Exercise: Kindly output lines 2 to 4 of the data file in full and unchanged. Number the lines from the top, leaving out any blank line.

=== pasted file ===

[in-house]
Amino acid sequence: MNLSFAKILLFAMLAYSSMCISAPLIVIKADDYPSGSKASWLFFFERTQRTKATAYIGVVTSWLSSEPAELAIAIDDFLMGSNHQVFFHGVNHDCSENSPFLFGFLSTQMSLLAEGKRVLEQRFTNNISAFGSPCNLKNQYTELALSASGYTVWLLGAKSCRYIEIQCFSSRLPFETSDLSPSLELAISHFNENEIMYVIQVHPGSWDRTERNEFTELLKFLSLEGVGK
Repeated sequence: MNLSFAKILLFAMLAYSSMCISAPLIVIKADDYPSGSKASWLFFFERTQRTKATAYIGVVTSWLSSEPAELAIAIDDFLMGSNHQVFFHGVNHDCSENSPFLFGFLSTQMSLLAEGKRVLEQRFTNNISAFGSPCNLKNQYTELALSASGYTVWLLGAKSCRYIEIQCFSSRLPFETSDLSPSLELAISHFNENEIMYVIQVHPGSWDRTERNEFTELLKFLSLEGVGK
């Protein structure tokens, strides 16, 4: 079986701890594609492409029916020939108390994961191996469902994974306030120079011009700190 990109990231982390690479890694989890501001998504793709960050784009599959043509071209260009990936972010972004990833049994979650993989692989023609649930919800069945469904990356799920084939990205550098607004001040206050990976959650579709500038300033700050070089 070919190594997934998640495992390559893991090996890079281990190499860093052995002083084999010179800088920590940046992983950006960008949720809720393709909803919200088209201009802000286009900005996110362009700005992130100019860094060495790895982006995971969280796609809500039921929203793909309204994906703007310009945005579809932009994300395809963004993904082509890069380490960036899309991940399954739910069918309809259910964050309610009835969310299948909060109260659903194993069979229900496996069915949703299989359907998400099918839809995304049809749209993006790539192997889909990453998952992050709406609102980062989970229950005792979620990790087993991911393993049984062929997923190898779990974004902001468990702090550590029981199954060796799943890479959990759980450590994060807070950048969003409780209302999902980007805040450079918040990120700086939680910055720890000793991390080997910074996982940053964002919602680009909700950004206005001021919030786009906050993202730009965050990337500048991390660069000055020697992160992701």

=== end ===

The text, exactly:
Amino acid sequence: MNLSFAKILLFAMLAYSSMCISAPLIVIKADDYPSGSKASWLFFFERTQRTKATAYIGVVTSWLSSEPAELAIAIDDFLMGSNHQVFFHGVNHDCSENSPFLFGFLSTQMSLLAEGKRVLEQRFTNNISAFGSPCNLKNQYTELALSASGYTVWLLGAKSCRYIEIQCFSSRLPFETSDLSPSLELAISHFNENEIMYVIQVHPGSWDRTERNEFTELLKFLSLEGVGK
Repeated sequence: MNLSFAKILLFAMLAYSSMCISAPLIVIKADDYPSGSKASWLFFFERTQRTKATAYIGVVTSWLSSEPAELAIAIDDFLMGSNHQVFFHGVNHDCSENSPFLFGFLSTQMSLLAEGKRVLEQRFTNNISAFGSPCNLKNQYTELALSASGYTVWLLGAKSCRYIEIQCFSSRLPFETSDLSPSLELAISHFNENEIMYVIQVHPGSWDRTERNEFTELLKFLSLEGVGK
């Protein structure tokens, strides 16, 4: 079986701890594609492409029916020939108390994961191996469902994974306030120079011009700190 990109990231982390690479890694989890501001998504793709960050784009599959043509071209260009990936972010972004990833049994979650993989692989023609649930919800069945469904990356799920084939990205550098607004001040206050990976959650579709500038300033700050070089 070919190594997934998640495992390559893991090996890079281990190499860093052995002083084999010179800088920590940046992983950006960008949720809720393709909803919200088209201009802000286009900005996110362009700005992130100019860094060495790895982006995971969280796609809500039921929203793909309204994906703007310009945005579809932009994300395809963004993904082509890069380490960036899309991940399954739910069918309809259910964050309610009835969310299948909060109260659903194993069979229900496996069915949703299989359907998400099918839809995304049809749209993006790539192997889909990453998952992050709406609102980062989970229950005792979620990790087993991911393993049984062929997923190898779990974004902001468990702090550590029981199954060796799943890479959990759980450590994060807070950048969003409780209302999902980007805040450079918040990120700086939680910055720890000793991390080997910074996982940053964002919602680009909700950004206005001021919030786009906050993202730009965050990337500048991390660069000055020697992160992701």